Ziener et al. reported the preparation of raspberry-like P(St-co-4VP) nanocapsules via the combination of Pickering emulsification and solvent displacement technique with P(St-co-4VP) as shell polymer, silica particles as stabilizer and hexadecane (HD) as soft template.205 The formation of the capsule morphology was caused by the phase separation of P(St-co-4VP) in the droplets. In detail, the P(St-co-4VP) underwent phase separation at the interface to form a shell on the soft template (HD) due to the diffusion of the THF, a good solvent of copolymer, into the aqueous phase. The decrease of the capsules’ size by stirring was caused by the diffusion of HD between the droplets driven by the Ostwald ripening and the coagulation of large droplets to form a macroscopic oil layer on the surface of the dispersion. The electrostatic and acid–base interactions between the nitrogen atom of 4VP units in the copolymer and the hydroxyl groups on the surface of silica particles were crucial for the adsorption of silica particles on the surface of nanocapsules to provide colloidal stability to and control the size of the nanocapsules.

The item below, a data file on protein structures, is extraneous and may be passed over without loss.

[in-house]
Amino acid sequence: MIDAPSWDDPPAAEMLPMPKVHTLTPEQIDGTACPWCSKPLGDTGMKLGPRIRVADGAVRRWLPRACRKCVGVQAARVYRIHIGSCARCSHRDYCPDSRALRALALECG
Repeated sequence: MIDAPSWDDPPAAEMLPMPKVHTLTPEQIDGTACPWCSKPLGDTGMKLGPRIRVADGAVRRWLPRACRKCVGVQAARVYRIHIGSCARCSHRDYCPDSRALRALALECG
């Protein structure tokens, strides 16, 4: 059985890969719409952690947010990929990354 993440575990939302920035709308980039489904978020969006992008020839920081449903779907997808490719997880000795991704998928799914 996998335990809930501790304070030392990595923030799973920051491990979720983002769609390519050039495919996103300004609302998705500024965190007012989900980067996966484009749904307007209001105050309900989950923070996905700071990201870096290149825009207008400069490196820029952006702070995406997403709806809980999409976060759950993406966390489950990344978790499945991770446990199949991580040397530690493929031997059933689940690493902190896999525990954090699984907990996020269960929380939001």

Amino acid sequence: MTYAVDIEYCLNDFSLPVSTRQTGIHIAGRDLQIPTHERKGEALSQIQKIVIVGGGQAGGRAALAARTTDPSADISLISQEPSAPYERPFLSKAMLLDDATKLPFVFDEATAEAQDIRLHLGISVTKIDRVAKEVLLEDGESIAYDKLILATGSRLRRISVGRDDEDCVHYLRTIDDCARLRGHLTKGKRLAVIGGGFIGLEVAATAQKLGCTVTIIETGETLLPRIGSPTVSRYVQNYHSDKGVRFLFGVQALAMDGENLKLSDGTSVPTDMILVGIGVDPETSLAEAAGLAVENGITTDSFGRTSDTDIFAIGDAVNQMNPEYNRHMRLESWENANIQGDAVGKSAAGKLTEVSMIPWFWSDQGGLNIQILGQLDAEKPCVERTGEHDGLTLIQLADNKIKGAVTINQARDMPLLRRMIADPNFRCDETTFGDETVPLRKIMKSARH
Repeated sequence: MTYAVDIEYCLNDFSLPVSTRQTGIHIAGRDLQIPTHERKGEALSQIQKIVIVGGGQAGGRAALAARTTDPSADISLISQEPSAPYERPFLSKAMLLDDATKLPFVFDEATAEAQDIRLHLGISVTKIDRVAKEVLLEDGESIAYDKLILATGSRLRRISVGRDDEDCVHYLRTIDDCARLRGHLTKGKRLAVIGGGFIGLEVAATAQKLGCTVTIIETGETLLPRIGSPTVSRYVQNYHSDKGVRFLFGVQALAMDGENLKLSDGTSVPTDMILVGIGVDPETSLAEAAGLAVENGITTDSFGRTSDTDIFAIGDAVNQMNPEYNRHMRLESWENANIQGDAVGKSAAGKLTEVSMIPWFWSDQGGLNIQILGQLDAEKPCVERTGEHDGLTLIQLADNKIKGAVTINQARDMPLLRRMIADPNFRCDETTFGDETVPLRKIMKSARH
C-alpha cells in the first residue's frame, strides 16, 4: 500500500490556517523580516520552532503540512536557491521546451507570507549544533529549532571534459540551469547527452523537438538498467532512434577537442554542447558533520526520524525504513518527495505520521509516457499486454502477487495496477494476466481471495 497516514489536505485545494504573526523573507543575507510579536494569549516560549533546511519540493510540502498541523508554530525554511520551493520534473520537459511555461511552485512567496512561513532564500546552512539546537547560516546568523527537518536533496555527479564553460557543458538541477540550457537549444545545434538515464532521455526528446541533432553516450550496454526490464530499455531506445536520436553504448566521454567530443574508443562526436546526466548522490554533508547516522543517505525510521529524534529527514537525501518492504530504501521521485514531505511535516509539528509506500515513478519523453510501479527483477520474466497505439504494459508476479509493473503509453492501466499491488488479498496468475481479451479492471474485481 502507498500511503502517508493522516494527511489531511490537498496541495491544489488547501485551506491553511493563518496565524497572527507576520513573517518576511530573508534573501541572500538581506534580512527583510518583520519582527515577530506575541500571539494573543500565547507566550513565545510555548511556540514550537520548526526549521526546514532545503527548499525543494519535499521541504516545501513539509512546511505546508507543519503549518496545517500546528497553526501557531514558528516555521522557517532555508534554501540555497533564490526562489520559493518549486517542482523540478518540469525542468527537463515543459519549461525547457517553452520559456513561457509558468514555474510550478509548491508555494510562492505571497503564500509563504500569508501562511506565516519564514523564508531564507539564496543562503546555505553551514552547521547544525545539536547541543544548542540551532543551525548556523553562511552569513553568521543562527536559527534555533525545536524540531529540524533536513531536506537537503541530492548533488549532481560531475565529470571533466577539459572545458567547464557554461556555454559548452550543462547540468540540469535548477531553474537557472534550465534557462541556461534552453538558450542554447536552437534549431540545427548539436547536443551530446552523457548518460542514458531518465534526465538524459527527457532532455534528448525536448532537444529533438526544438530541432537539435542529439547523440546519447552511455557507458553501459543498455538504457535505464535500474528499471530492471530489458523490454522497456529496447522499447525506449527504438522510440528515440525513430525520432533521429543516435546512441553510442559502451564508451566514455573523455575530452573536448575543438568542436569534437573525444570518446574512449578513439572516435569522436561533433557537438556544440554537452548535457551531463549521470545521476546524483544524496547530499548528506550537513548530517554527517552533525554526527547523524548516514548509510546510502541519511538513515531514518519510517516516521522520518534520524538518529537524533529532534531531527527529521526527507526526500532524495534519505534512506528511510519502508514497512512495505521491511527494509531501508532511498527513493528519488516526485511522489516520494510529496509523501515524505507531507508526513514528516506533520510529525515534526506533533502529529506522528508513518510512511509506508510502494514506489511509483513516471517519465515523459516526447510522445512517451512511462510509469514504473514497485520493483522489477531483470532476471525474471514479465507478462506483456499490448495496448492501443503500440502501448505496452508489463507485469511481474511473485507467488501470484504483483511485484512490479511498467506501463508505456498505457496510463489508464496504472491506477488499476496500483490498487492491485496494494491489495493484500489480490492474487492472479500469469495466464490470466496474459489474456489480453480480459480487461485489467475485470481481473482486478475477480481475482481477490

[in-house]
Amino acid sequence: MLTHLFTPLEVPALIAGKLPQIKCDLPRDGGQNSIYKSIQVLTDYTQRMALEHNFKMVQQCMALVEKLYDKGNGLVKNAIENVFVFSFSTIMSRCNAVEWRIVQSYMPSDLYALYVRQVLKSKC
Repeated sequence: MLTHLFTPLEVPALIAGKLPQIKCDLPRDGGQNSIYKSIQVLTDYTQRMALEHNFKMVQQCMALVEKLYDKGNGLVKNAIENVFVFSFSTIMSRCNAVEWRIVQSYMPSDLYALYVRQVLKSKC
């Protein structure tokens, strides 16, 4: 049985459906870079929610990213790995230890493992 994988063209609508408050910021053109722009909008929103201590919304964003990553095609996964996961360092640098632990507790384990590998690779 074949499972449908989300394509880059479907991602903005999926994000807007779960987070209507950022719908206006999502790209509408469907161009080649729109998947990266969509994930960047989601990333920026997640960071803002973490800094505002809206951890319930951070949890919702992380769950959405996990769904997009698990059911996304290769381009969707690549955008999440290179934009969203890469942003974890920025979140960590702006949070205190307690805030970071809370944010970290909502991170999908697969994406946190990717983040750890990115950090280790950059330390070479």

Template-assisted polymerization, which means polymer particles are employed as templates and reaction vessels inside which polymers are formed, is a powerful and scalable technique to prepare polymer particles with advanced structures. Very recently, Scherman et al. presented the synthesis of raspberry-like PMMA particles via template-assisted polymerization.207 As shown in Fig. 21, non-cross-linked PS particles were employed as templates and reaction vessels for the polymerization of MMA and the cross-linking agent DVB. Cross-linked PMMA with internally-connected nano domains were then formed inside the reaction vessels. Due to phase separation and proper elastic restriction from the PS template, monodispersed PMMA raspberry-like particles were obtained after removal of the PS template with DMF, which is a good solvent for non-cross-linked PS at room temperature. Functional PMMA raspberry-like particles bearing methyl viologen groups could also be prepared using this method.